Darko The Super
The Devil Defeated
The latest release from Philly’s uber-prolific Darko The Super opens with the rapper hitting up Brancaccio’s food spot in Brooklyn for an egg and artichoke sandwich over a raw, low-slung, breakbeat-powered backdrop provided by Steel Tipped Dove. Titled in honor of the departed singer-songwriter Daniel Johnston, the rest of the album plays out as a confrontation with Darko’s past personal devils. “Remember going to the mall and getting ditched?/ Of course you do,” he recalls on the freakish sounding “Horse Meat Stew,” before admitting, “They used to call me Goofy the Reject.” (The track also features an extended lyrical tirade from fellow MC Alaska of Words Hurt, that manages to cram in references to both author Paul Auster and Def Jam’s Redman.) Adding a wistful note to Darko’s soul searching is “Butterflies In My Tummy,” which revisits childhood crushes with the same feeling of innocence as Slick Rick’s golden era classic, “Hey Young World.”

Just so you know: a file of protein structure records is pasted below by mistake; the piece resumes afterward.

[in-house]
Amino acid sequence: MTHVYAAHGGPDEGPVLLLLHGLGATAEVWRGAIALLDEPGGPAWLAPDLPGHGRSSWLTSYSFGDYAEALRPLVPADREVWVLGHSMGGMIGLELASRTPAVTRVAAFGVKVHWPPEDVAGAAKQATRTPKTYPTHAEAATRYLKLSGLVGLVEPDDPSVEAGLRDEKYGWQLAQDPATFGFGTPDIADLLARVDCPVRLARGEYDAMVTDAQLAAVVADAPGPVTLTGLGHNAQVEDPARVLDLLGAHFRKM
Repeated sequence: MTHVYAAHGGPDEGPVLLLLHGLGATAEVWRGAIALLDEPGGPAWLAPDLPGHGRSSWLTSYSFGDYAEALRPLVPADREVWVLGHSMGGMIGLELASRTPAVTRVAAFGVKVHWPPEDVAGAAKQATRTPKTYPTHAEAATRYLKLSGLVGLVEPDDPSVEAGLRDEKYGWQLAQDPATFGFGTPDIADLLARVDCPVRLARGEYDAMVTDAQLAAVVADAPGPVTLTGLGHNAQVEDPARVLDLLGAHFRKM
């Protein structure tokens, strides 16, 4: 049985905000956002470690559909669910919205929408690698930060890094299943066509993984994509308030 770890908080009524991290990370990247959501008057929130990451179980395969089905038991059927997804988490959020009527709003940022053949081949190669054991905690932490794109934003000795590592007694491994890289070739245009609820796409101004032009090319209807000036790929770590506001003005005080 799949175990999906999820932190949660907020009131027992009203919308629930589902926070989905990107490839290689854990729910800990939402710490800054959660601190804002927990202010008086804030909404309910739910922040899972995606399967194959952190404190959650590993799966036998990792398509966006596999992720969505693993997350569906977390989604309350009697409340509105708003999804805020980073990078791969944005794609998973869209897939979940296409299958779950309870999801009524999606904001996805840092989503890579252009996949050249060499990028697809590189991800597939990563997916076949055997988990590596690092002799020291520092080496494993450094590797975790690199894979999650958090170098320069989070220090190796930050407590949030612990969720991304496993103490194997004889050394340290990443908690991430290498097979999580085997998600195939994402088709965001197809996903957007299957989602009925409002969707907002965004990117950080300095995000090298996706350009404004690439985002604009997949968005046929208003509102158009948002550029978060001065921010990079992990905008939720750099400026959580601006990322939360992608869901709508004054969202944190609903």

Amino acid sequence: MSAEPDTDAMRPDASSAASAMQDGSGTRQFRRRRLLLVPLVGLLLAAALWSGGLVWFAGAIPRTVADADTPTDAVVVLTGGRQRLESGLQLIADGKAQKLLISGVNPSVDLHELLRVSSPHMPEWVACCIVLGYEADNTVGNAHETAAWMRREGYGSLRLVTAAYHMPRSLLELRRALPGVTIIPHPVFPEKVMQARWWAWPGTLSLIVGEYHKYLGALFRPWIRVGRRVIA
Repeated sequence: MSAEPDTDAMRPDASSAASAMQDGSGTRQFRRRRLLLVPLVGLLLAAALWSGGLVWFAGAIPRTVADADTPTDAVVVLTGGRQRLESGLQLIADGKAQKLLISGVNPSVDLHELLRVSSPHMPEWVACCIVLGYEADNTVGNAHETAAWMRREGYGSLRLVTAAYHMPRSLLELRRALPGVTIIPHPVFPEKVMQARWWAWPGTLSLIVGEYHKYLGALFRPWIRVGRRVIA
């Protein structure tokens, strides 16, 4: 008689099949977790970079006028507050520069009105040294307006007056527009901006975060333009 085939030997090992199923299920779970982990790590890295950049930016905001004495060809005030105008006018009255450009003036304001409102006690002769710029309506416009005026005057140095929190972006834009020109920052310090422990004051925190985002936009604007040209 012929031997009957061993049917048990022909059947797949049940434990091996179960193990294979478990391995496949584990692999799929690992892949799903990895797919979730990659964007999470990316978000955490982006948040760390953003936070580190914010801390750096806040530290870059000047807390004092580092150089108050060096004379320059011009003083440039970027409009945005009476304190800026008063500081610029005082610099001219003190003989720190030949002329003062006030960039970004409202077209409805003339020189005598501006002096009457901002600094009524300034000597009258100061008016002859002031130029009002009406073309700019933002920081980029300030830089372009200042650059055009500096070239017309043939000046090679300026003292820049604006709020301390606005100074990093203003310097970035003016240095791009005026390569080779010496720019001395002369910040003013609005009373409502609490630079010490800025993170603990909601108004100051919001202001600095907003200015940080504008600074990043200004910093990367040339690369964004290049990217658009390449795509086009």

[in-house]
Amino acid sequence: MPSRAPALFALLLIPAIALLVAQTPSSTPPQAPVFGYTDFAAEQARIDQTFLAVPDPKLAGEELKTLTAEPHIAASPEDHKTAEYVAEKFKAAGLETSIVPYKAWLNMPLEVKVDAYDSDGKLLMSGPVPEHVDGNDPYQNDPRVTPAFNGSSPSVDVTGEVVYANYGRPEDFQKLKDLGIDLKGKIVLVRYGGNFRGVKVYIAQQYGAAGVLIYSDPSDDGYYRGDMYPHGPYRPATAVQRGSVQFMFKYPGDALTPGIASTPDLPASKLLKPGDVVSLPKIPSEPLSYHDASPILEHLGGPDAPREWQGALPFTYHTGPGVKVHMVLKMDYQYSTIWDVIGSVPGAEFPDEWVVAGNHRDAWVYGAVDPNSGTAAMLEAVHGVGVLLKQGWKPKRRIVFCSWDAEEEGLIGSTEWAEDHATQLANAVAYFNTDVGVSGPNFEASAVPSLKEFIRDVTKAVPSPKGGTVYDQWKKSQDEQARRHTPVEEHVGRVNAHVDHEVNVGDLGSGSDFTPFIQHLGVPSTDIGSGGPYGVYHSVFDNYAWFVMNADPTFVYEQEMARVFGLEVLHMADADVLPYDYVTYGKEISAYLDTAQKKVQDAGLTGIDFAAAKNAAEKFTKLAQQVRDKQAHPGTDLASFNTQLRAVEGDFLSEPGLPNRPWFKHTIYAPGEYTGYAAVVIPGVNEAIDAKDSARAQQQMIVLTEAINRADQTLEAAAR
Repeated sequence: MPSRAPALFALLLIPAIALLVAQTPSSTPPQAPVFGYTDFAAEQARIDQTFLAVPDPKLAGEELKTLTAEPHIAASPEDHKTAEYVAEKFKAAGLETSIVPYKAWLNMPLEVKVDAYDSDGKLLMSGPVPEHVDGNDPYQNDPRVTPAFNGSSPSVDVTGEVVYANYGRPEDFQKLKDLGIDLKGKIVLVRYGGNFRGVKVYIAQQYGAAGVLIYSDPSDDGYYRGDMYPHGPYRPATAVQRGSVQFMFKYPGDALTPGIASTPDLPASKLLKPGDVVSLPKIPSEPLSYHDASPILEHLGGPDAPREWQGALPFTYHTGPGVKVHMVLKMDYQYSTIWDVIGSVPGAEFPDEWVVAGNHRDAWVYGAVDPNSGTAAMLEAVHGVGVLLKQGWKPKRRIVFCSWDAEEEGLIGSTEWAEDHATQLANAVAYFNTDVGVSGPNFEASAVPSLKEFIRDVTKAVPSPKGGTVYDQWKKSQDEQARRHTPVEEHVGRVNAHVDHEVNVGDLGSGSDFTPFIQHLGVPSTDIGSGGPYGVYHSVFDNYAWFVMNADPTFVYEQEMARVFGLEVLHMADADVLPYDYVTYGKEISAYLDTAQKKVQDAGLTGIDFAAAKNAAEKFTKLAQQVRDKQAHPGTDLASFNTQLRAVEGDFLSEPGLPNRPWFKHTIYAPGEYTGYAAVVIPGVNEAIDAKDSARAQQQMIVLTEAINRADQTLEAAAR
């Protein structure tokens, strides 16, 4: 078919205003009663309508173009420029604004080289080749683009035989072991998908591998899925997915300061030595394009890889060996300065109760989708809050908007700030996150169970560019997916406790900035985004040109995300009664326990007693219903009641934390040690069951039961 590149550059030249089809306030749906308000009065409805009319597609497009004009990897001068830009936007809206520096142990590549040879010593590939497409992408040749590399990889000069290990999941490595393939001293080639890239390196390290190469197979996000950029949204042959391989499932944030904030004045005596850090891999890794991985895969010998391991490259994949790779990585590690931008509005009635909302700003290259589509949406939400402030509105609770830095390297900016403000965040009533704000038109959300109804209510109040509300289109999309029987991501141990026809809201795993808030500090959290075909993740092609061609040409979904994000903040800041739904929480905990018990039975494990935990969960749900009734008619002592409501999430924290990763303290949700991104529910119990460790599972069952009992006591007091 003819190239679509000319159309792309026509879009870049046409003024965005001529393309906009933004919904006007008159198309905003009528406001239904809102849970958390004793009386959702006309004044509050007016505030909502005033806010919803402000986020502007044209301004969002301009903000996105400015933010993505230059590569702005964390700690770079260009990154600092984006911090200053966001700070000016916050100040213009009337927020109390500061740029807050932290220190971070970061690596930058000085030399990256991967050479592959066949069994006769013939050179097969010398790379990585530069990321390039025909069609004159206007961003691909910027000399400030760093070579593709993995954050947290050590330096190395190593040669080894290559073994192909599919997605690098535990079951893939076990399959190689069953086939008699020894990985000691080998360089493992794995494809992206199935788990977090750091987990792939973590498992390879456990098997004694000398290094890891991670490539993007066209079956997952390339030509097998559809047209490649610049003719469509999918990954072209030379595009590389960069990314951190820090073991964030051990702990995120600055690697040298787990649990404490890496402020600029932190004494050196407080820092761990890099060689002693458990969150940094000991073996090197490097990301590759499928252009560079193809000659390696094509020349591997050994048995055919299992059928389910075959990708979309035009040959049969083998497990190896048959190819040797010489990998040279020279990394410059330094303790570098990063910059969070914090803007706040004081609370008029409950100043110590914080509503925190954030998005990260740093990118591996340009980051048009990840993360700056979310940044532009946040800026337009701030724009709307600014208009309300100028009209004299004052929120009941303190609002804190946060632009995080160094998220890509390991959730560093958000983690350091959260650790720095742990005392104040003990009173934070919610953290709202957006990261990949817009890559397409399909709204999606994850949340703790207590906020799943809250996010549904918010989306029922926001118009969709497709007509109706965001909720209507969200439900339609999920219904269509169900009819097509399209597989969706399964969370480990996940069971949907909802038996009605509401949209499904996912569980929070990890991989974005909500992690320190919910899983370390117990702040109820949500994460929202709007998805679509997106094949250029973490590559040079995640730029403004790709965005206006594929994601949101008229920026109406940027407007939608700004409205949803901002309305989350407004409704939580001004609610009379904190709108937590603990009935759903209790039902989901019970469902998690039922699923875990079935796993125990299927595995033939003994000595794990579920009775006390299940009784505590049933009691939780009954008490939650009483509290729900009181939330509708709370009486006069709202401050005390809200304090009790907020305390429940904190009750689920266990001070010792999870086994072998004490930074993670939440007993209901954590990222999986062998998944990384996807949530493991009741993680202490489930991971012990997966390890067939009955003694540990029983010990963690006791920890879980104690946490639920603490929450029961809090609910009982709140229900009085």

Deep Dive Set
Nose Dive is a captivating EP from Nigerian MC, Damola, and South African producer, Eye-on-Feather (based in Johannesburg and Malaysia respectively). Over a rich backdrop of lo-fi polyrhythmic beats brimming with syncopated percussive touches, Damola relays folkloric verses that dig into the effects of neocolonialism on his world. “Social experiments and cages/ Analysts with clipboards,” he raps on the brooding Afrobeat-influenced “Osogbo,” sketching out a dystopian scenario involving human experimentation, while on “Oro,” the MC is backed by swarthy bass and clipped snares as he takes the listener inside a chaotic Nigeria. Ending the project on a soulful note, Johannesburg-based singer, Zetina Mosia, contributes stirring vocals to the elegiac “Resolution.”
Estee Nack & Superior